CreationLetter.com is urging churches to celebrate Creation Sunday this February 14th to counter the Clergy Letter Project's Evolution Sunday, scheduled on the same date.Clever, that "post-Darwin part, as if the age of Darwin is over and a new century has begun. Not hardly. The article continues:
As the Year of Darwin comes to a close and we enter the Post-Darwin Century, CreationLetter.com is renewing its efforts to answer the challenge the Clergy Letter Project represents to the plain, traditional interpretation of Genesis.
Since 2004, the Clergy Letter Project has been recruiting ministers as evolution advocates, promoting the idea that "religious truth is of a different order than scientific truth," echoing an unBiblical notion popularized by the late Stephen J Gould: non-overlapping magisteria, or NOMA.
"Jesus refuted the concept of NOMA in John 3:12," notes CreationLetter.com founder Rev. Tony Breeden, "when He pointedly asked Nicodemus, 'If I've told you of earthly things and ye believe not, how shall ye believe if I tell ye of spiritual things?' How can you trust the Bible for spiritual things like the Gospel for salvation when you can't trust what Genesis says about earthly things like biology, geology and so on? The Bible isn't a science textbook, but if we can't trust it when it speaks on science, when can we trust it?"Christ was speaking directly about Nicodemus accepting Him as the Son of God. That is the context of the passage. Nicodemus did not understand Jesus' symbolic language and Jesus is chastising Nicodemus for not understanding the passages in the OT that referred to His coming. The entire passage hinges on whether or not Nicodemus understood who Jesus was and what he represented. It doesn't have anything to do with the NOMA. Breeden's interpretation represents the worst form of cherry-picking.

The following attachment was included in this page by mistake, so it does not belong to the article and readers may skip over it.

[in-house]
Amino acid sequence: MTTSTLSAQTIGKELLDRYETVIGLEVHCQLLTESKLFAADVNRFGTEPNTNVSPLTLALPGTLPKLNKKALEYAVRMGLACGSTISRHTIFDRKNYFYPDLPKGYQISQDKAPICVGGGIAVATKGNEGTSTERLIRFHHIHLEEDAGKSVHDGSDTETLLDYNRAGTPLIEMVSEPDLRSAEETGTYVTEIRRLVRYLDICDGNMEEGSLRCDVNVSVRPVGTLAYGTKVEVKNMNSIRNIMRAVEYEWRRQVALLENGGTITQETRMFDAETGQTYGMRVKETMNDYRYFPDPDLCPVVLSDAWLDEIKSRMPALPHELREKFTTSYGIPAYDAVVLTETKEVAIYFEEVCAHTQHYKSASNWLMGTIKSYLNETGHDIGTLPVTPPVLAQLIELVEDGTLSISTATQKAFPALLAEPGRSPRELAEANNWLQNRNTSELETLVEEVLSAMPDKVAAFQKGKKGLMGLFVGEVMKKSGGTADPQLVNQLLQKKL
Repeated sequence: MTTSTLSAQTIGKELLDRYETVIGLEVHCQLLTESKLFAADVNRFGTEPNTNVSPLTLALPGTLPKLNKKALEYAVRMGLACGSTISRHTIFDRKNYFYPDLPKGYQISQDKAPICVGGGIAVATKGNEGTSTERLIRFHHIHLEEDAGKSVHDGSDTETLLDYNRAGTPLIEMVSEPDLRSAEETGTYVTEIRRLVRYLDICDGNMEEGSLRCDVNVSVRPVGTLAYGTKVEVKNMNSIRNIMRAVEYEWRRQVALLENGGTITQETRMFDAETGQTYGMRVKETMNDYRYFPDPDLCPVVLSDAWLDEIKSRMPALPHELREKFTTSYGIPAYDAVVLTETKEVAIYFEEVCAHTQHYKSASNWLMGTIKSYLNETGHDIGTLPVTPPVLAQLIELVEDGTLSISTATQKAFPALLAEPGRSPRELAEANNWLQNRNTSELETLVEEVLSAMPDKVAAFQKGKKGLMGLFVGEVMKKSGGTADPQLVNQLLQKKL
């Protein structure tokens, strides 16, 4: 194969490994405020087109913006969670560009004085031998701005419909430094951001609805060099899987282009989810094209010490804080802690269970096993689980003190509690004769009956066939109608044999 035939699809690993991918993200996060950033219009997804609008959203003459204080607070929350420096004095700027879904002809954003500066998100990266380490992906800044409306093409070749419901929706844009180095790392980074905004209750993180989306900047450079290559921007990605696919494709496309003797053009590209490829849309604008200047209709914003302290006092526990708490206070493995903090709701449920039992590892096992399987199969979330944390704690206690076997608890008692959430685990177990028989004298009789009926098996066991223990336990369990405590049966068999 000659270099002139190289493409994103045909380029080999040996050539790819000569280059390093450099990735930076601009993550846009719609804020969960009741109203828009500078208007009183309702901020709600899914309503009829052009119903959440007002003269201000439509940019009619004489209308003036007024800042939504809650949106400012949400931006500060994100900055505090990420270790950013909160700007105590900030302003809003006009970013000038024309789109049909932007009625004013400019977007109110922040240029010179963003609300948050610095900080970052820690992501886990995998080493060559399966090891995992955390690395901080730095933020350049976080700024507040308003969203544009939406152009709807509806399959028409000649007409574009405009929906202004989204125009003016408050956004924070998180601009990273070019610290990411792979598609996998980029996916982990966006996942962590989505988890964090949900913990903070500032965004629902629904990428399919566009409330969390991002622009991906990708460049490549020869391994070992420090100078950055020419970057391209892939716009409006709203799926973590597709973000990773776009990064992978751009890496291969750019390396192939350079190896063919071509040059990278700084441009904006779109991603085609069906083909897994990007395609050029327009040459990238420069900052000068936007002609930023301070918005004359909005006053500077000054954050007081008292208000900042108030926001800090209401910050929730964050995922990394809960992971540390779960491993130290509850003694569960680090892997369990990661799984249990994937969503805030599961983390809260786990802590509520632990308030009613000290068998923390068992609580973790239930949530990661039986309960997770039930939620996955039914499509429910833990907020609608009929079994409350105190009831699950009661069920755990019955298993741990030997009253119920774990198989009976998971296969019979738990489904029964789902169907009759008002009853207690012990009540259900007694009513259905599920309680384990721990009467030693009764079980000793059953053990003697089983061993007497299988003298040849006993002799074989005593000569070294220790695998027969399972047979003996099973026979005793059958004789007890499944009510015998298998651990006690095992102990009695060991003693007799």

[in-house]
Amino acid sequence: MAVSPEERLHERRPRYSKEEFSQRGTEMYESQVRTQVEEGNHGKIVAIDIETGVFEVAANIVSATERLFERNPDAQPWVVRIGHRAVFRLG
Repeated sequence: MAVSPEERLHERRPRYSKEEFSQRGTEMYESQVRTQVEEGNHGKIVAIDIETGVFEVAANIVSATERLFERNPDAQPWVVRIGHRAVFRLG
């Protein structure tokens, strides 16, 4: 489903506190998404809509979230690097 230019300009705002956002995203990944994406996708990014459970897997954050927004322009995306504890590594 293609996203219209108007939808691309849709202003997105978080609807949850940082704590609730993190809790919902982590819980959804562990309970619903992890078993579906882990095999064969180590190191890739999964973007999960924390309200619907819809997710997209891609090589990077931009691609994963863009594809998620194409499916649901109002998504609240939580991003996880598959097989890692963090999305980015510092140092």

He then remarks that the Bible isn't a science textbook and then argues that we have to trust it to be exactly that! If the Bible isn't a science textbook then why is it important that we treat it and trust it as such? A bit back I posted an article by Daniel Harlow on the literalism of scripture. His analysis?
If we were to insist that the Bible gives an accurate picture of the physical cosmos, then to do so with integrity, we would have to believe that the earth is flat, immobile, and resting on pillars; that the sky is solid and has windows in it; that the sun, moon, and stars are set in the sky and move along it like light bulbs along a track; that the sun literally rises, moves, and sets; that there is an ocean of water surrounding the earth; and that beyond the waters above the sky is the very heaven of God. That’s what the Bible says.Mr. Breeden's view of scripture is a very myopic one that, despite having been shown by countless biblical scholars to be completely unwarranted, is becoming increasingly common in evangelical circles. I certainly hope my church doesn't sign this letter. I will dissent.
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